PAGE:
Residence of Chas. Hauck, Prairie du Rocher

The Hauck Family of Prairie du Rocher Illinois

Charles Hauck, the well-known dealer in horses, mules and cattle, was born May 31, 1864, in Ste. Genevieve, Mo. He attended the parochial and public schools, and after leaving school became an apprentice of Louis Naumann, learning the butcher trade. He followed this trade in Ste. Genevieve until 1889, when he came to Prairie du Rocher with strong arms and a willing heart and started a meat market in this place. He bought cattle and did his own work slaughtering. Later he began dealing in horses and mules. He assisted in organizing the bank in 1906 and has been director

The Hoef Family of Prairie du Rocher Illinois

Mr. Hoef is one of those citizens who have come to our shores, leaving their native country, and seeking a new home in a new world. In early times all of our people crossed the seas, “but their hardihood and enterprise has all but been forgotten. Those who emigrated in more recent times serve to remind us of the dangers and privations attending the long voyage from another continent. Mr. Hoef was born in Cobenz, Germany, on March 16, 1851. He came to America with his parents in 1865 and settled in Madonnaville. Here he attended the parochial and public

Family of James Duncan Mudd

The Mudd Family of Prairie du Rocher Illinois

The influential farmer, James Duncan Mudd of Prairie du Rocher, is a member of the oldest family of settlers in Randolph County. Indeed, his family has been in America since the very earliest days, having come over to Maryland in the time of Lord Baltimore. This band of stout-hearted Englishmen set out from their native shores in 1633 and sought religious freedom in the new world. They established the Church in North America and guaranteed religious liberty, where until then there had been only Puritan fanaticism. The Mudd family were original settlers of this colony. After the Revolution, when the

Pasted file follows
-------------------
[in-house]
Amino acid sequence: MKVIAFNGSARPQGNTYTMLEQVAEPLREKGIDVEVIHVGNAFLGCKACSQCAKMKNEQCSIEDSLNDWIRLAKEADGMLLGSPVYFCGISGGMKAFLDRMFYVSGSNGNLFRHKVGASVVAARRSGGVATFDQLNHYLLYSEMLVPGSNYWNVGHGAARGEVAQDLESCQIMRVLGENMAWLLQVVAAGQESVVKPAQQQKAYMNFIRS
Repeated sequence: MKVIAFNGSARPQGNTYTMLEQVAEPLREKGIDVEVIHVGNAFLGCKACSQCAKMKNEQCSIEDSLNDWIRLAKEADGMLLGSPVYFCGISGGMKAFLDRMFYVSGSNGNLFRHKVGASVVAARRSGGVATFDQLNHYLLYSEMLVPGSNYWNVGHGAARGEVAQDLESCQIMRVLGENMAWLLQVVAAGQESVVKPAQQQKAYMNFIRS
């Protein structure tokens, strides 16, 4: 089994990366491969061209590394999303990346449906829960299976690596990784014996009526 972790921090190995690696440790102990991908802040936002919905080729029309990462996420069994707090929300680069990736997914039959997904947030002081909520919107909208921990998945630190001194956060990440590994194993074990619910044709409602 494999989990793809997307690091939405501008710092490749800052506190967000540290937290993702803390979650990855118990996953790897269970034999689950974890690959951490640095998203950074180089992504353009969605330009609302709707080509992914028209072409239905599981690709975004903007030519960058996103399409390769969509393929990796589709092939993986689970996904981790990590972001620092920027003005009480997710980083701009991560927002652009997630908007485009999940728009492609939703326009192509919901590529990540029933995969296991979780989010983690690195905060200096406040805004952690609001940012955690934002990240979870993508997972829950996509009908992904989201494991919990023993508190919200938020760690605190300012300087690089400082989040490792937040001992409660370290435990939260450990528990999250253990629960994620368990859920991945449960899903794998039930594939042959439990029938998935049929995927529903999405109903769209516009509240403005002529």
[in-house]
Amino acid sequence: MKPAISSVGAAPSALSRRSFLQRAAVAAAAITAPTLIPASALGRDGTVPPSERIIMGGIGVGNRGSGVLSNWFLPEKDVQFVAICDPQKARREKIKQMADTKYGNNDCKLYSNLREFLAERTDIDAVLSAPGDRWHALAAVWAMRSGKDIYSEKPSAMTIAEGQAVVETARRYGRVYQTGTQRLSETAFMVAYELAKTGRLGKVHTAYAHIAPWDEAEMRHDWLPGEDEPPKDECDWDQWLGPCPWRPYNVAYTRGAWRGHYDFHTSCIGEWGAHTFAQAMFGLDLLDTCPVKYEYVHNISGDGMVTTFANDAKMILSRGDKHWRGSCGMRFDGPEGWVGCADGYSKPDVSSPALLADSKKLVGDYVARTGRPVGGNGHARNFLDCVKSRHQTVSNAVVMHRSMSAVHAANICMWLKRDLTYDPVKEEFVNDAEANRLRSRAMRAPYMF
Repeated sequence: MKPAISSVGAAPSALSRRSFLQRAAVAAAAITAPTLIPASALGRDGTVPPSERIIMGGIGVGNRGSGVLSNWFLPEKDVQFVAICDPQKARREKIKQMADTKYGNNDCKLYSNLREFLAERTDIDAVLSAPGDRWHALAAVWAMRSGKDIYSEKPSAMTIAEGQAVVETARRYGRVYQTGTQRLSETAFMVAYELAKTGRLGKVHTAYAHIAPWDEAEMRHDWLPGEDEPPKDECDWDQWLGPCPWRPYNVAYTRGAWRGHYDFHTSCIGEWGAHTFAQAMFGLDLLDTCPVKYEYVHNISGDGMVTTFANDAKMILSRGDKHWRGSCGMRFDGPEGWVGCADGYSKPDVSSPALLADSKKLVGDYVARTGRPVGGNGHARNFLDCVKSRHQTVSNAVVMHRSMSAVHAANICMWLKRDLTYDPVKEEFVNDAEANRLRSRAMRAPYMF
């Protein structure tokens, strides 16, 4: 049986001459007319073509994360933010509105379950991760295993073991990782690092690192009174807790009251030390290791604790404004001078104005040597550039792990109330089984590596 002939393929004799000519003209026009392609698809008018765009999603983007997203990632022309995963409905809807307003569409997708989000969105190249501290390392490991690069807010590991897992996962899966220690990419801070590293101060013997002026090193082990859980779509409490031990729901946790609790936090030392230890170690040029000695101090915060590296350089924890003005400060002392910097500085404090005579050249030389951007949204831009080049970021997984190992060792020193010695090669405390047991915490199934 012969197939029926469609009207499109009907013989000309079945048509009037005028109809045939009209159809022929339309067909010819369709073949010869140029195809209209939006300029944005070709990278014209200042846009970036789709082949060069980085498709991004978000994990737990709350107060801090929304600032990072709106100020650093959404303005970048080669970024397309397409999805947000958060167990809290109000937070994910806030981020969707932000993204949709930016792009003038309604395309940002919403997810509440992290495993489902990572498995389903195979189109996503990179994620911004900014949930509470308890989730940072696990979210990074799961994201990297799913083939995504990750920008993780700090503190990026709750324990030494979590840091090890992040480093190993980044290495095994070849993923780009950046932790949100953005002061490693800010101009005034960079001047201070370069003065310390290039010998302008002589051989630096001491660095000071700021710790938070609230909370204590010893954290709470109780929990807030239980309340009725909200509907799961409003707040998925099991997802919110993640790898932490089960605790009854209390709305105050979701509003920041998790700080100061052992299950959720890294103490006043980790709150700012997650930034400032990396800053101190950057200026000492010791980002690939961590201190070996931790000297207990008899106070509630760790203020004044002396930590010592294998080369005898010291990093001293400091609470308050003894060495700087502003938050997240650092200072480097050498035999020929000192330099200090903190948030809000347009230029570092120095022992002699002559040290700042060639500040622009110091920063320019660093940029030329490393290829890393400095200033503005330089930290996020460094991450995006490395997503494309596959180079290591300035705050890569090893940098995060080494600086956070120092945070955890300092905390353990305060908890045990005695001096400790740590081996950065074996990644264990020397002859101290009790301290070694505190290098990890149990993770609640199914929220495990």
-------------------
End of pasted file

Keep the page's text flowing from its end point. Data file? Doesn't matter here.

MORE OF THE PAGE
The Ker Family of Prairie du Rocher Illinois

The father of Henry Ker, a leading farmer in the neighborhood of Prairie du Rocher, was a man than whom few have seen more varied vicissitudes or left lives of more remarkable adventure. His name, like that of the subject of our biography, was Henry Ker, and he was born at Boston, Massachusetts, the son of English parents, who were temporarily residing at that place. He lived but a short time in Massachusetts. The family moved back to London where Henry received his education. He seems to have been born with an adventurous disposition, and habits of personal courage and

Indians about Prairie du Rocher Illinois

By the time the early French arrived, the Mississippi had laid layer upon layer of rich silt on the land for decades. They copied the Indian way of planting corn in the spring, forgetting about it, and harvesting it in the fall. Since there was no need to till the soil, the populace had leisure time. Why the Indians did not build a great culture can be explained partially through the humid climate. The American Bottom is humid and moist which produces a lassitude and inertia that hangs heavy over the valley. Consequently, creative work is to a large extent